A cost analysis of febrile neutropenia management in Australia: ambulatory v. in-hospital treatment

S Lingaratnam, L Worth, M Slavin, C Bennett, S Kirsa, J Seymour, Andrew Dalton, Bogda Koczwara, H Prince, M O'Reilly, L Mileshkin, J Szer, K Thursky

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    18 Citations (Scopus)


    Background. Adult febrile neutropenic oncology patients, at low risk of developing medical complications, may be effectively and safely managed in an ambulatory setting, provided they are appropriately selected and adequate supportive facilities and clinical services are available to monitor these patients and respond to any clinical deterioration. Methods. A cost analysis was modelled using decision tree analysis, published cost and effectiveness parameters for ambulatory care strategies and data from the State of Victoria's hospital morbidity dataset. Two-way sensitivity analyses and Monte Carlo simulation were performed to evaluate the uncertainty of costs and outcomes associated with ambulatory care. Results. The modelled cost analysis showed that cost savings for two ambulatory care strategies were ∼30% compared to standard hospital care. The weighted average cost saving per episode of 'low-risk' febrile neutropenia using Strategy 1 (outpatient follow-up only) was 35% (range: 755%) and that for Strategy 2 (early discharge and outpatient follow-up) was 30% (range: 739%). Strategy 2 was more cost-effective than Strategy 1 and was deemed the more clinically favoured approach. Conclusion. This study outlines a cost structure for a safe and comprehensive ambulatory care program comprised of an early discharge pathway with outpatient follow-up, and promotes this as a cost effective approach to managing 'low-risk' febrile neutropenic patients. What is known about the topic? Febrile neutropenia is a common complication of chemotherapy for patients with cancer. There is high level evidence supporting the use of ambulatory care strategies to manage patients with febrile neutropenia who are deemed to be at low risk of developing medical complications. What does this paper add? This paper highlights a cost structure for an adequately equipped and cost-effective ambulatory care strategy suitable for Australian hospitals to manage patients with low-risk febrile neutropenia. What are the implications for practitioners? The strategy advocated in this paper affords eligible patients the choice of early discharge from hospital. It advocates for improved resource utilisation and expansion of outpatient services in order to minimise opportunity costs faced by cancer treatment facilities.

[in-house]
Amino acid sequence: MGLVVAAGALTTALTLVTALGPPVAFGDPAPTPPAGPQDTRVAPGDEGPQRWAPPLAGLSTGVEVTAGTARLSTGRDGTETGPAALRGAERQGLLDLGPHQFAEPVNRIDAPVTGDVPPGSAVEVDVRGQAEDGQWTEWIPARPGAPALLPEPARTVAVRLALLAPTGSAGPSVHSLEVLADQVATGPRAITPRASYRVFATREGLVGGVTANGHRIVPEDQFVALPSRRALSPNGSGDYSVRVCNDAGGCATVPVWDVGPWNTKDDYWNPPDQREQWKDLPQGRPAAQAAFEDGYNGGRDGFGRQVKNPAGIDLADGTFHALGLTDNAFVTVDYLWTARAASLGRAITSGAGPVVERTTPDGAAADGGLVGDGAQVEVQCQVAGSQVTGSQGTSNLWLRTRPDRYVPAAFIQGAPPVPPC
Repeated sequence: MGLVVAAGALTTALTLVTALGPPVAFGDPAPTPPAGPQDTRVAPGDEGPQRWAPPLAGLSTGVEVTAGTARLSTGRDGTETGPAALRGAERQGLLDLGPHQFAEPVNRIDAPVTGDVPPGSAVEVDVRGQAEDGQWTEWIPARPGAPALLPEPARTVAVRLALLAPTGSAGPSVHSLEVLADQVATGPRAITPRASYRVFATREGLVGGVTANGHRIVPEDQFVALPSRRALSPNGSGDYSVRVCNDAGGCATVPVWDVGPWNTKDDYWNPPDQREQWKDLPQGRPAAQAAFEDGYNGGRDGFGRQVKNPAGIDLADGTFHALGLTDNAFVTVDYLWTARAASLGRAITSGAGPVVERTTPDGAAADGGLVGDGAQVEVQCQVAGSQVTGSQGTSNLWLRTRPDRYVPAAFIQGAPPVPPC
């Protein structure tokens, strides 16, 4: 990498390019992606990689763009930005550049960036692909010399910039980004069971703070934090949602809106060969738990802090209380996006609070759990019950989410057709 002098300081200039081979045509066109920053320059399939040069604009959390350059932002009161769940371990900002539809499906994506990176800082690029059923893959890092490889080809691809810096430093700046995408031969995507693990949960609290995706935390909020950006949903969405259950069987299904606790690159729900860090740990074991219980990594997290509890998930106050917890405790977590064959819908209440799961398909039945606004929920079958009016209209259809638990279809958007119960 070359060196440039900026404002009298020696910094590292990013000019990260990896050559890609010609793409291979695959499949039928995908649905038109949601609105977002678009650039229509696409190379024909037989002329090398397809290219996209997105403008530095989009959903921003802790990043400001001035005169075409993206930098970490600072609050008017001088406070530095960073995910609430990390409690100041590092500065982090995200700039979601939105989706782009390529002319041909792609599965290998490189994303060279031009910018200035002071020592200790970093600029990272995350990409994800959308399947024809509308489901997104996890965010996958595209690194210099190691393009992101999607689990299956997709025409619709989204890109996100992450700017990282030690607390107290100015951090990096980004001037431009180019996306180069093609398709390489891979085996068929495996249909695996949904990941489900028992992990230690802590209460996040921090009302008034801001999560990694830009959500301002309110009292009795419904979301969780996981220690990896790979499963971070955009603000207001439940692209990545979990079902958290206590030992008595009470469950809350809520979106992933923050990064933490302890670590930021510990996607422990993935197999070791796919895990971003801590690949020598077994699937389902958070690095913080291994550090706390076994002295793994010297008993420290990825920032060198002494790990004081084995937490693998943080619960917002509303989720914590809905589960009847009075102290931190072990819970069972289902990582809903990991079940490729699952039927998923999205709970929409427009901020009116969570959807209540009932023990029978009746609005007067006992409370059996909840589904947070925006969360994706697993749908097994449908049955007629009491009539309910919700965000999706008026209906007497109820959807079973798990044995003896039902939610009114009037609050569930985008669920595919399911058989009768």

Original languageEnglish
    Pages (from-to)491-500
    Number of pages10
    JournalAustralian Health Review
    Issue number4
    Publication statusPublished - 2011


    • ambulatory care
    • costs
    • economics


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